Stuff worth reading

“Becoming a Mapbuilder” by Danielle Lazarin

What you notice as a writer isn’t an accident, nor is it objectively interesting. This sense of recognition, of compulsion toward a subject or character or storyline, is the layering of the lenses of your childhood and your adulthood, your jobs and your relationships, the series of small and large decisions we make, life’s little accidents constructing our fictions as much as they make our real lives. By indulging yourself in these raw materials, allowing them to be the match to the kindling of the world you walk through every day, you’re likely to start a story that matters to you, one that you can’t help but write, because it comes from your gut.

“The Fear of Not Saying Interesting Things” by Kimberly Bunker

For a long time I wrote because I thought of interesting things. I didn’t identify myself with it, and I didn’t think about it most of the time. As soon as I changed methods—when I started chasing after ideas, when I started “perspiring,” because that’s what real writers do—the words became more elusive. I had become a writer, but I’d changed the methods that let me write in the first place.

This isn’t to say I plan to sit around waiting for lightning to strike. It’s certainly more nuanced than that. For instance, I think it’s possible to cultivate a mindset that’s receptive to but not obsessive about ideas, and to be methodical about pursuing the ideas that seem worth pursuing—i.e., finding a balance between waiting for lightning to strike, and getting behind the mule.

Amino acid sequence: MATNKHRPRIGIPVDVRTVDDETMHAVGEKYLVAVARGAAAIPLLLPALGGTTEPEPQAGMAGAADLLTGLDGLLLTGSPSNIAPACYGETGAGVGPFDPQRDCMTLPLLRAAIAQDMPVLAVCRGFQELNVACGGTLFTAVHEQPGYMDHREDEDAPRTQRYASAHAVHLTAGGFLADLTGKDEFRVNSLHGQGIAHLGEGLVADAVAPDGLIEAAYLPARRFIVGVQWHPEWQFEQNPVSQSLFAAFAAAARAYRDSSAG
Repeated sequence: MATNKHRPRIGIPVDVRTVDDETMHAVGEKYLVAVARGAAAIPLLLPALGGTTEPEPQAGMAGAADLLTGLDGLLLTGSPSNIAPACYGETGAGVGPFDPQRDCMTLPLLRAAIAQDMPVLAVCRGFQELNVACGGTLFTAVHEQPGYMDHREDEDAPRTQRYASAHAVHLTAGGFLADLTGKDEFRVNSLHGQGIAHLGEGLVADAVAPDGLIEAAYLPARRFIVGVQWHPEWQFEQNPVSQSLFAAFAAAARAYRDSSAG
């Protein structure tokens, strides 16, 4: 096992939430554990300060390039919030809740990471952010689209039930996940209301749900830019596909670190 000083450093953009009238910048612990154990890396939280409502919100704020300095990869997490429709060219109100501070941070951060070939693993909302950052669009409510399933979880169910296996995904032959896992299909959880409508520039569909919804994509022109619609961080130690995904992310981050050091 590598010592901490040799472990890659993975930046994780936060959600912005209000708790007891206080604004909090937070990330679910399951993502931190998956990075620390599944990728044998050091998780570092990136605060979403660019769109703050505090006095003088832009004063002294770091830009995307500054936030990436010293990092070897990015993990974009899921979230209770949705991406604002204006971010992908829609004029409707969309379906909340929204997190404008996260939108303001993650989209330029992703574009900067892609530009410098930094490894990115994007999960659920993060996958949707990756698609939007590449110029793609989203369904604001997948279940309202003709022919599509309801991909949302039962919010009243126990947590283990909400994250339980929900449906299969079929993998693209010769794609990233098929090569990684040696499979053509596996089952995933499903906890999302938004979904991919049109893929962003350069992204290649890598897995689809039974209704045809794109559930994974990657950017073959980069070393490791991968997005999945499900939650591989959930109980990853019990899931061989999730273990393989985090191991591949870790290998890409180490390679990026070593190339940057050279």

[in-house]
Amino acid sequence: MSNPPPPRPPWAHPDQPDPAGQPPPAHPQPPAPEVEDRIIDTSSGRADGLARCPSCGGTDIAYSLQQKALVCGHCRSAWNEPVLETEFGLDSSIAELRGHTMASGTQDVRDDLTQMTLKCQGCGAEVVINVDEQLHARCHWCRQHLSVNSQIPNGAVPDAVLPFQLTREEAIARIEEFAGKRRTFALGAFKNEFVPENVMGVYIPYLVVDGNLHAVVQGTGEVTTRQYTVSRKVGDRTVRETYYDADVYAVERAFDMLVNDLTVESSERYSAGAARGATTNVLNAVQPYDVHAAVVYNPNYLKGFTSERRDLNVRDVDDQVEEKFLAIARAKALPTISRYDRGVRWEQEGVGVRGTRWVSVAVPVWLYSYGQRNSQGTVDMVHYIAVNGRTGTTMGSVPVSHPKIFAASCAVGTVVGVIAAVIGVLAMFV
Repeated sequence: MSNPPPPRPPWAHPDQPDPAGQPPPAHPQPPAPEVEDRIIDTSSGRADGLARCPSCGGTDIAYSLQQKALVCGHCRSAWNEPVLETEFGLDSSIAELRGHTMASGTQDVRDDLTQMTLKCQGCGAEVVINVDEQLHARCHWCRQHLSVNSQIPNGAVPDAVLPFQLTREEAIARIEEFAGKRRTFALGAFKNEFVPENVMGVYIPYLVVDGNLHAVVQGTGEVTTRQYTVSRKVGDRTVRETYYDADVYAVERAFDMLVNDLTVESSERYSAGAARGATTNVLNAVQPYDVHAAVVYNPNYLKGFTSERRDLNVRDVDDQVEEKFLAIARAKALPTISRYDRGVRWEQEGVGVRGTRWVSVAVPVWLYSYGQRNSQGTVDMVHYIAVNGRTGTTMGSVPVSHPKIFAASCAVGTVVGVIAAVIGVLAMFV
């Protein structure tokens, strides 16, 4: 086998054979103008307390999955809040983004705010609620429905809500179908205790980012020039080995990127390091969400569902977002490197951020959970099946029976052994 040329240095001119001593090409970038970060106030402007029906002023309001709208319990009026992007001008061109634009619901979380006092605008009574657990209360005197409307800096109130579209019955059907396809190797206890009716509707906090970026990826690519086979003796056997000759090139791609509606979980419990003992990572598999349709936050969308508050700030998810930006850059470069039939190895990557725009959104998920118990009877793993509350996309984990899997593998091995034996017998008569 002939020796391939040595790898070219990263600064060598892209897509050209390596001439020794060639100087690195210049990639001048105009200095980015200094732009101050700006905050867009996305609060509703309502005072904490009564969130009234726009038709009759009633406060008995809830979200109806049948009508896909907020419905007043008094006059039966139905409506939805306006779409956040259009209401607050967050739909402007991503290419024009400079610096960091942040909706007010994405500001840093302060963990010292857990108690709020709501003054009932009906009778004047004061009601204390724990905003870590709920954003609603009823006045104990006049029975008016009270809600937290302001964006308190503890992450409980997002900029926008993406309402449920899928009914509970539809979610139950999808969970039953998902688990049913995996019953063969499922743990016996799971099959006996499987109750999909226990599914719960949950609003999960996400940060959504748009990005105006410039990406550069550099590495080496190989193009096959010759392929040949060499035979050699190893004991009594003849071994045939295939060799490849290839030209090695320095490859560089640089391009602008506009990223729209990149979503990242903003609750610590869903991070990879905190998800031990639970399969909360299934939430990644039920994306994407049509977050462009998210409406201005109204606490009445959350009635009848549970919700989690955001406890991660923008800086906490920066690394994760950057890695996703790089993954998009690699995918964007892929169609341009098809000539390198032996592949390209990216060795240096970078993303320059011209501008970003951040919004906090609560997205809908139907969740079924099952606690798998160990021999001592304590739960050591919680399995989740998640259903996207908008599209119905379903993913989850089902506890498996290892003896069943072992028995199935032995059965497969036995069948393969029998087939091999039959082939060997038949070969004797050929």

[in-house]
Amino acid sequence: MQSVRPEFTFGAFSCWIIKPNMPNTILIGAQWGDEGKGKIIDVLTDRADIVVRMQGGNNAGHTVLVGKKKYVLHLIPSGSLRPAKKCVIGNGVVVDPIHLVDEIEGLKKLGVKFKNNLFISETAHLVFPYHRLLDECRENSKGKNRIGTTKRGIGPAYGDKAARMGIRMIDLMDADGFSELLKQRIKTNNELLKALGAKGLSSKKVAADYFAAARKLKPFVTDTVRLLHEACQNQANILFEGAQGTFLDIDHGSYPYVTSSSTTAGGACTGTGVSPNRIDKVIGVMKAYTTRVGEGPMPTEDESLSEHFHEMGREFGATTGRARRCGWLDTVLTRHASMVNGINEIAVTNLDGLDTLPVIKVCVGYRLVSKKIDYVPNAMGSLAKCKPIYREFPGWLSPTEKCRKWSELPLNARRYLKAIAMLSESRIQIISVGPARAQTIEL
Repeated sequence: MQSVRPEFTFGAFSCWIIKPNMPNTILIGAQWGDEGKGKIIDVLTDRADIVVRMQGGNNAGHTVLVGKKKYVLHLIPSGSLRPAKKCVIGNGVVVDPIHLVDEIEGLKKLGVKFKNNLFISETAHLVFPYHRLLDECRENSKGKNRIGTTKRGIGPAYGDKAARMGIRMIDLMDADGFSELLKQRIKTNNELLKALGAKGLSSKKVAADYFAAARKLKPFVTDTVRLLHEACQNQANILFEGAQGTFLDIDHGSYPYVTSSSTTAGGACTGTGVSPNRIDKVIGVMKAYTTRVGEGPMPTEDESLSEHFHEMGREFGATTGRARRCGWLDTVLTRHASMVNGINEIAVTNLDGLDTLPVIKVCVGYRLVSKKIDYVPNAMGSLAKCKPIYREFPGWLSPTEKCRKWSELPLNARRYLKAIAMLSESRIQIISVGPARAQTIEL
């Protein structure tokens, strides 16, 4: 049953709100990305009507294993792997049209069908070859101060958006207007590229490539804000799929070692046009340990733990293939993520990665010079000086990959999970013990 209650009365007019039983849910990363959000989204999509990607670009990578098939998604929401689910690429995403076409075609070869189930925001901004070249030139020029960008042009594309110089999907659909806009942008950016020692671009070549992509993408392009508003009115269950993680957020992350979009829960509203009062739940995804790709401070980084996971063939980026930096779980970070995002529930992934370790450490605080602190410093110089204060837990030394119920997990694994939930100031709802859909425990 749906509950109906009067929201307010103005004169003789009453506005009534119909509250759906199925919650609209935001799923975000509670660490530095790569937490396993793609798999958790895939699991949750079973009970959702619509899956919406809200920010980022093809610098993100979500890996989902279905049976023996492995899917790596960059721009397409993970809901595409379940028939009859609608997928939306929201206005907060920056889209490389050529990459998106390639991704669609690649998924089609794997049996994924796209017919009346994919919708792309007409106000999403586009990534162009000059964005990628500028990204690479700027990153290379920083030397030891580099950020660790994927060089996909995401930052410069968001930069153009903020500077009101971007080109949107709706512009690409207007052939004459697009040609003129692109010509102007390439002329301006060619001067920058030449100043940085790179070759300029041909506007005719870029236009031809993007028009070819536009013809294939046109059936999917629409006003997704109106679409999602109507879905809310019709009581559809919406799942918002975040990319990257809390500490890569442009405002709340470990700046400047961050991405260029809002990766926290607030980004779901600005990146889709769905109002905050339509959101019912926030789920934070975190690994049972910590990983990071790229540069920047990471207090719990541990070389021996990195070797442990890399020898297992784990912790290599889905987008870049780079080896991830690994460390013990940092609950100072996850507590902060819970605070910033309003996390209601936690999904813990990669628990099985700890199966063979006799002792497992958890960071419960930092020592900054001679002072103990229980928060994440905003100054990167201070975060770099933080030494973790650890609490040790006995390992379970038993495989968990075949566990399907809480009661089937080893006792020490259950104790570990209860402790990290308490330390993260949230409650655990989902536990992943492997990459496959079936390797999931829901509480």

GoodReads Q&A with Laini Taylor

But it boils down to priorities and believing that you deserve it. If it’s a dream of yours to write, then don’t let anybody—yourself included—diminish its importance in your life. When you’re “prepublished,” it’s hard to feel like you’re a “real writer.” It’s really hard to ask other people to prioritize and possibly sacrifice for your dream. But you have to.

“Stop Reading My Fiction as the Story of My Life” by Jami Attenberg

Fiction is a magic trick of sorts. But at its best it doesn’t just conjure up an imaginary world; it makes the real one disappear, it makes the author disappear. Only a book can do this — let you lose yourself so completely. So, if you can, forget about everything else. Just be there with the book.

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4 Comments

  1. Ahh, so relieved to see Laini Taylor’s interview and how she was a late bloomer (writing wise). Sometimes it feels like this writing thing will never happen… but, just gotta keep at it, I guess. Dreams are worth fighting for.

    • Yep. It’s hard to have patience for all these years — and to not feel like you’re failing — but not succeeding *yet* isn’t the same thing as failing, and fortunately writing is one career path with no expiration date.

  2. As always, great food for thought. I especially liked this collection you posted.

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